Which is part of the reason why so much of this debate is frustrating to me.  Almost nobody outside of this one little slice of the scientific community has any real understanding of the amazing discoveries we've made about genetics in the past 20 years.  And yet people still have strongly held beliefs about human genetic fitness, based on outdated research from people with ugly social agendas.  It's time to let it all go.
« Last Edit: February 02, 2018, 12:35:36 PM by sol »

tooqk4u22

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Re: How do people make $100+ salary?
« Reply #403 on: February 02, 2018, 12:36:06 PM »
So the disagreement is that given same effort and circumstance you don't believe a person of average IQ 90-110 will under perform a person with an IQ of 150......and sir is preposterous.

I think you're putting WAAAAY too much credence in IQ tests.  You think that number means anything other than how many right answers you got on a test?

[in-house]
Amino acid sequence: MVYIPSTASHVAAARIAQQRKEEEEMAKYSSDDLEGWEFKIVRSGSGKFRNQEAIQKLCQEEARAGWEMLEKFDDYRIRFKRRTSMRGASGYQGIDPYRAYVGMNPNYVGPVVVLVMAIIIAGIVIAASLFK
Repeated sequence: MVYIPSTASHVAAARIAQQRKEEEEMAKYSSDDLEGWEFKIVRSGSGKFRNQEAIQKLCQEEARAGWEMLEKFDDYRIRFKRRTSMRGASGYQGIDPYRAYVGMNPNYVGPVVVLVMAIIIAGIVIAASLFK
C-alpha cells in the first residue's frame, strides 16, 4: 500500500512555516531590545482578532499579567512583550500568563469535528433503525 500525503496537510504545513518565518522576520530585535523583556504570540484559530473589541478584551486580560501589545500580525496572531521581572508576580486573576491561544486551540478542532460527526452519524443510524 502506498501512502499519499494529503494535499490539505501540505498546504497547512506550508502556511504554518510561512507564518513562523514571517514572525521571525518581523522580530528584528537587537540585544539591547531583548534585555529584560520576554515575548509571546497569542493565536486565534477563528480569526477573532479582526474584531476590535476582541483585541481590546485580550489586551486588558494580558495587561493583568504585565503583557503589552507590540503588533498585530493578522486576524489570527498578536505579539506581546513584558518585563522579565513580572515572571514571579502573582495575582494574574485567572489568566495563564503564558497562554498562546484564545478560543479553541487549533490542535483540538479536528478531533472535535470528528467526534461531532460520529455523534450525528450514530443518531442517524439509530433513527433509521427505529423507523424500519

It's intended as an example not confirmation that IQ and the tests are the end all be all, it is simply one commonly accepted indicator of intelligence that most people are aware of. 

IQ is not a measurement like height and weight.  It is not a discrete quantity that can be measured.  It's a skill like your time in the mile run, and it can be trained like any other skill.  How efficiently you train it, just like the run, is based on how well you have previously trained the required base skills.

You keep saying this......that genetics is only for the physical attributes.  Hate to break the news to you, but the brain is a physical attribute.  Some people are born with Yugo and some with a Ferrari... most are born with camry/accord.  What don't you get.....